Mitchell et al. (2020) “The vertical profile of recent tropical temperature trends: Persistent model biases in the context of internal variability” Environmental Research Letters,
McKitrick and Christy (2020) “Pervasive warming bias in CMIP6 tropospheric layers” Earth and Space Science.

Joe Ebeni
Reply to  Willis Eschenbach
September 27, 2020 5:28 am

Willis….My G you are old!!! ;>) I am 73 as well and healthy but holy S%^$, I sure can’t match your energy. Two questions:
1. Are you training an acolyte/ successor to take your great work into posterity?
2. I really enjoy your writings on emergent phenomenon. Is anyone in the “legitimate” academia working to replicate your work. (if there are any left who can afford to be heretics)

Alan Tomalty
Reply to  Willis Eschenbach
September 30, 2020 2:34 am

Willis What are the qualifications to be a minion?

September 23, 2020 11:42 am

Emergent phenomenon arising from chaotic behavior certainly plays a role in how the atmosphere self organizes, but the goal doesn’t appear to be maintaining the surface temperature, but to maintain a constant ratio between the BB emissions of the surface consequential to its temperature and the emissions at TOA above that surface. The data clearly shows how this ratio wants to be remarkably constant at about 620 mw of emissions at TOA for each W/m^2 RADIATED by the surface. Averages of nearly every point on the surface converges to within a few percent of this ratio within a month or so and gets even closer as the averaging increases. The common factor preventing this ratio from emerging is the lack of chaotic variability from clouds.

While you may think that the value of this ratio must just be a coincidence, it would need to be the same coincidence occurring at all points of the surface at all times. This is very unlikely. The fact that 0.62 is 1/g, where g is the golden ratio, doesn’t seem to be a coincidence either, as relatively simple math can readily show how this ratio is very likely to emerge from a chaotically self organized system, where what’s chaotically varying is this ratio and the instantaneous value of this ratio is highly dependent on the instantaneous cloud coverage which is chaotically varying.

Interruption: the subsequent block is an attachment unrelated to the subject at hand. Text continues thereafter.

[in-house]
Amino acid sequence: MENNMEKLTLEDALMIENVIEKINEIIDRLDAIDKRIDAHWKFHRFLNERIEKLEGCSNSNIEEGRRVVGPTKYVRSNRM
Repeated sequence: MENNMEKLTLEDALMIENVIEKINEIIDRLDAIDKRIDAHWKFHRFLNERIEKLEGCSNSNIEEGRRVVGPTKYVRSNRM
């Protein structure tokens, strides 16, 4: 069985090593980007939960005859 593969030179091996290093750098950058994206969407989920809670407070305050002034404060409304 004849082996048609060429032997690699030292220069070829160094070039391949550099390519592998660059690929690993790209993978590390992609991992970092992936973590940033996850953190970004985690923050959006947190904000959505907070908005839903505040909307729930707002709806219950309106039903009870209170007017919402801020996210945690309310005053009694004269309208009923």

Yes, it seems to me that the asymptotic approach of sea surface temperatures to about 300K is the result of incremental solar energy evaporating so much water that the latent heat released is enough to prevent any additional temperature rise. This same asymptotic behavior is seen in atmospheric water content. This is not so much an emergent property, as it is a causal effect related to the rate of evaporation as a function of temperature.


Reply to  Willis Eschenbach
September 23, 2020 1:57 pm


“The world usually isn’t that neat. ”

But the laws of physics are and math is, so clearly, the climate must be observing these. This is basically how an ideal gray body radiator must behave, that is a constant emissivity, independent of the temperature. The fact that this behavior is observed shouldn’t be surprising.